Local and National TV channel meteorologists, radio weather news readers, the Internet and so forth, all say the same thing time to time ... “The weather is UNUSUAL.” For heaven’s sake! What could be more usual than the unusualness of the weather?
One day it can be ninety degrees and a few hours later fifty degrees cooler, or vice versa. Unless you lived in Death Valley or Antarctica, weather changes constantly and that’s the usual part of it.
Oh, we’ll have days/weeks of hot, dry weather like we did last summer, 2012, and which we hadn’t had for sometime; then comes 2013 when it’ll rain and be chilly day after day. It’s Illinois, the Northwest, where it’s usual to have different weather day by day. Weather ups and downs have long been recorded by the interested and curious. Maybe Og, the Cave Man, marked X’s and O’s for dry and wet, or something like it.
Recording weather is part of human nature and eventually it was discovered that one kind of weather affected something else and meteorology was invented.
In the reminiscences of Fay Landis concerning Coleta and its suburbs he lists the weather for certain years that he’d asked his neighbors about and what they could recall. It is printed here verbatim:
“The winter of 1842-1843 was extremely cold as was the winter of 1832-1833 when many perished in the State of Michigan. In 1842 it began to rain on November 16 and it turned to snow on the 17th. Here (Whiteside County) the wind blew and Rock Creek froze over the next morning. It remained very cold all winter. On the 23rd of March, 1843 it was twenty-three degrees below zero. The creek ice did not break up until the afternoon of April 9, 1843. It was nearly May before any field work could be begun. In more modern times I can remember in the thirties there was a driving rainstorm on November 11 on Armistice Day. It turned to snow by morning and fell below zero before morning. The chickens froze to death trying to find shelter in a wood pile that hadn’t been sawed into stove lengths. Also in the late thirties we had snow on September 25th. It was a beautiful Sunday morning but by late afternoon we had a terrible blizzard. Our trees were laden with snow and the pears and apples had not yet been picked; however, to our surprise, the fruit did not get frozen but you could have played checkers on our (stiff) coat tails because of the speed with which we picked them. We got the garden produce into the cellar, dug the potatoes and gathered in the pumpkins.
“The year 1844 was very wet ... 1851, 1858, 1861 and 1869 had corn failures. In 1859 we had frost every month and most of the time killing frost. On the 4th of July we had such a hard frost that it killed the corn. The corn crop was a total failure and the other crops light. It was followed by 1860, the most fruitful year there ever was in this part of the country and that anyone had ever seen.”
Please Don’t Quote Me has had weather tales in book and column such as the story told by pioneer Samuel Preston who settled just southwest of Mt. Carroll in the 1830’s. He came north from Princeton where he stopped for a short time on his way to northern Illinois from Massachusetts. Being alone on the prairie with no signs or landmarks to guide you was a hardship few could have endured. It’s truly a chilling tale!!!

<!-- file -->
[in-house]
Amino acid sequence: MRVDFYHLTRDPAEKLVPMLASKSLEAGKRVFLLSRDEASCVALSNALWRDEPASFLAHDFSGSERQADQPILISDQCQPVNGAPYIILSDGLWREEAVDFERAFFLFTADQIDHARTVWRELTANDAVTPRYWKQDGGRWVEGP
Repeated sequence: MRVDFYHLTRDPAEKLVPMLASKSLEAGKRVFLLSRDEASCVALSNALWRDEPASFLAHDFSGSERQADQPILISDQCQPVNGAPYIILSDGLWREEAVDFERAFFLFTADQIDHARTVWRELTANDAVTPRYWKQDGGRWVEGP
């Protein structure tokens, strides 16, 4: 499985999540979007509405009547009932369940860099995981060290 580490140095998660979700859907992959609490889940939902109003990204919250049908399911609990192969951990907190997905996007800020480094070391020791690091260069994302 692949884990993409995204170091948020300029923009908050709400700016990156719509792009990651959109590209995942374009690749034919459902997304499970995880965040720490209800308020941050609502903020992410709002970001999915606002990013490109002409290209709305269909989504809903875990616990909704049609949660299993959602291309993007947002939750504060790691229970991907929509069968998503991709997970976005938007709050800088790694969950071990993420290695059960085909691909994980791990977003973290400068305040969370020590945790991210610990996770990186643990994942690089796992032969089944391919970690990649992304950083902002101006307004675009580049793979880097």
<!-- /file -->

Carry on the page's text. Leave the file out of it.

Another “weather story” is of the man who skated on the Mississippi River and bayous from Rock Island to Galena to deliver the news that Andrew Jackson had been elected President as there was no other communication in those days. Indian camps along the way marveled at those metal blades strapped to the feet of J.W. Spencer whose family would bring permanency to the old fort at Rock Island and civilized living to the area. He describes the new camp of woodcutters at Plum River (Savanna) and how primitive were the wilderness regions. News of Jackson’s election was more than a month old so his feat was appreciated.
Tornadoes were part of the past of the Northwest. The Cyclone of 1898, perhaps, the most destructive, it grinding its way ‘cross county and sending written material all the way to Ohio from Preston Prairie. Eyewitness descriptions were part of a brochure printed at the time. Pictures are dramatic.
County histories written in the 1870’s tell of tornadoes and other weather phenomenon in the past to tell us that “unusual” weather is nothing new. If there’s one thing that never occurs here in our beautiful neighborhoods its becoming bored with the weather!!
Because of the national holiday this week, the 4th of July, we include the following anecdote by Mr. Landis because it paints an unusual picture of life here in the Northwest when the white man’s settlement was young, the native American participants inclusion celebrating our most meaningful observance and no matter what color of one’s skin, all were Americans that day:
THE FIRST FOURTH IN PIGEON COUNTY
“The first Fourth of July celebration that I’ve heard about had about fifty people present. Indians outnumbered the whites by a large margin. Rock Creek was full of canoes (picture that). The Indians had a merry time as there was plenty of food for everyone. A gay time was had by all playing a game of rolling a round stone on the ground. As often the case, some fire water was put to worldly use. They didn’t tell me if some of the Indians rode in their canoes at the same time going back and forth to their camp across the creek ........”
Landis’ description of the first Fourth is ‘way too abbreviated so you’ll have to imagine the activities. We do wish all a pleasant national holiday and many more.